Stocks rallied Friday and this week, as fears calmed following Fed Chair Jerome Powell’s testimony to Congress earlier in the shortened week, and Fed Chair James Bullard's comments that recession fears are overblown on Friday morning.
The switch in sentiment means traders are now pricing out Fed rate hikes after December and the possibility of rate cuts in 2023.
Fed Chair Jerome Powell testified in the semiannual Monetary Policy Report to Congress this week.
The comments were mostly expected. The Fed Chair acknowledged that a “soft-landing” - when price pressures ease while rates rise without causing a recession - would be “very challenging”. Powell noted that policymakers must remain on standby, ready to react to an ever-evolving climate in order to avoid allowing high inflation to become entrenched in the economy and that his commitment to curbing inflation is “unconditional” as he underscored the need to restore price stability.
This has St. Louis Federal Reserve President James Bullard in favor of more front-loaded rate hikes. Bullard sees a slowing in growth but thinks it's too early to talk about a recession as the Fed official sees only “moderate” slowing. Bullard attributed this opinion to built-up wealth as $3.5 trillion in unspent Covid aid, which represents some 10% of GDP, that can help buoy spending.
Gas Tax Holiday
Oil prices fell this week as the Biden Administration moved to recommend a tax holiday on gasoline and diesel fuel. The move is aimed at lowering prices for consumers by removing the added tax cost, not by actually changing the supply and demand dynamics that have pushed prices upward.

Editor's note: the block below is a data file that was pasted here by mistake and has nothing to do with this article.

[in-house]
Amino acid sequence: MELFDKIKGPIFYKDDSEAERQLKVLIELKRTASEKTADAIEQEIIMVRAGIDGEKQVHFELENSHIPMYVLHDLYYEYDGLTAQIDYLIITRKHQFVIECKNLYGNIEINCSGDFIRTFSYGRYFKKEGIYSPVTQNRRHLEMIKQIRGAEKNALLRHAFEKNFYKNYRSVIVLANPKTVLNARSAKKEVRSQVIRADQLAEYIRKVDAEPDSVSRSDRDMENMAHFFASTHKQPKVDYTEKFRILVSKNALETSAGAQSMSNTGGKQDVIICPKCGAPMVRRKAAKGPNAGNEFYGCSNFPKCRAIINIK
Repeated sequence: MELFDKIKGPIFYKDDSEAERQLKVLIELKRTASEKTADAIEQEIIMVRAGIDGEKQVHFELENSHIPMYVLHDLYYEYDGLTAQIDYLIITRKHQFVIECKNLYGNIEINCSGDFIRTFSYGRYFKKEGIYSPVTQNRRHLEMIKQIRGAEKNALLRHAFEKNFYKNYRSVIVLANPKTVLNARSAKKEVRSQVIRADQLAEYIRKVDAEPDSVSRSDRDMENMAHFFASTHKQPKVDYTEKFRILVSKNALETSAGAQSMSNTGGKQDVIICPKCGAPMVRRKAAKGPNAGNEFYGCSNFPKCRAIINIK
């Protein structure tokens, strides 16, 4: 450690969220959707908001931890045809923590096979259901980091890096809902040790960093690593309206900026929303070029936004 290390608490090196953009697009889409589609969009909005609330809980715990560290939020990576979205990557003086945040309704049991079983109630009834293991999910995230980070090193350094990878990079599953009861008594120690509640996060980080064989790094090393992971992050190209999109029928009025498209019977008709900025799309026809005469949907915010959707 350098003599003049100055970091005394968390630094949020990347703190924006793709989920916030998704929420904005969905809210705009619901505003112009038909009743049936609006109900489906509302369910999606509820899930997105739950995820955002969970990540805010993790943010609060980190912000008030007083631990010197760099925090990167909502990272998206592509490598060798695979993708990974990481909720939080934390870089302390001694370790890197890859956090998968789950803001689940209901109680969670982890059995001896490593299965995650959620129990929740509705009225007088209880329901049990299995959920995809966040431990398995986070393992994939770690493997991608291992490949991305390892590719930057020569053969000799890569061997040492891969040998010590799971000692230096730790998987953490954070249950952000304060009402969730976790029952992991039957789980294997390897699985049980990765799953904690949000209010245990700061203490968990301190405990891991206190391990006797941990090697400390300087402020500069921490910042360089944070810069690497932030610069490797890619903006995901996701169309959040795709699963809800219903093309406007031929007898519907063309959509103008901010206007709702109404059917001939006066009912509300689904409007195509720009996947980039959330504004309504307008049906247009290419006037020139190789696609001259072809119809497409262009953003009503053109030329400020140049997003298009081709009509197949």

While this may provide short-term relief to consumers, it can have the opposite effect over the long term. A study by the Wharton School at the University of Pennsylvania found that, following the conclusion of the tax holiday, prices can jump higher than they would have been had the holiday not been implemented.
Savings were “mostly passed on to consumers at some point during the tax holiday in the form of lower gas prices” but also weren’t “sustained during the entire holiday”.
Federal Tax on gas gets paid for by the refiner when it gets shipped out, while the state tax gets paid by distributors or refiners. How much that cost gets passed down to consumers depends on how stable the supply is during those months.
If driving habits stay the same, then savings to consumers are maximized. If people drive more because now they can afford to drive more, then the price of gas will rise and erase some-to-all of the tax savings. Further, the new driving habits would mean that, when the tax holiday concludes, the end price would be as high or higher for consumers.
This week had a housing market update, first via the Existing Home Sales on Tuesday and then the New Home Sales report on Friday.
Existing sales narrowly topped estimates with an annualized rate of 5.41 million homes sold, while new homes solder at a much faster rate than expected at a yearly rate of 696,000 homes.
The reports coincided with a contraction in mortgage rates during May. This could point toward an unsustainable rush to purchase homes as rates have risen since and both Existing and New Home Sales took a hit from March to April as rates rose.
All told, markets rallied this week. The S&P 500 rose 6.45%. The Nasdaq added 7.49%, while the Russell 2000 and Dow gained with 5.39% and 6.01%, respectively.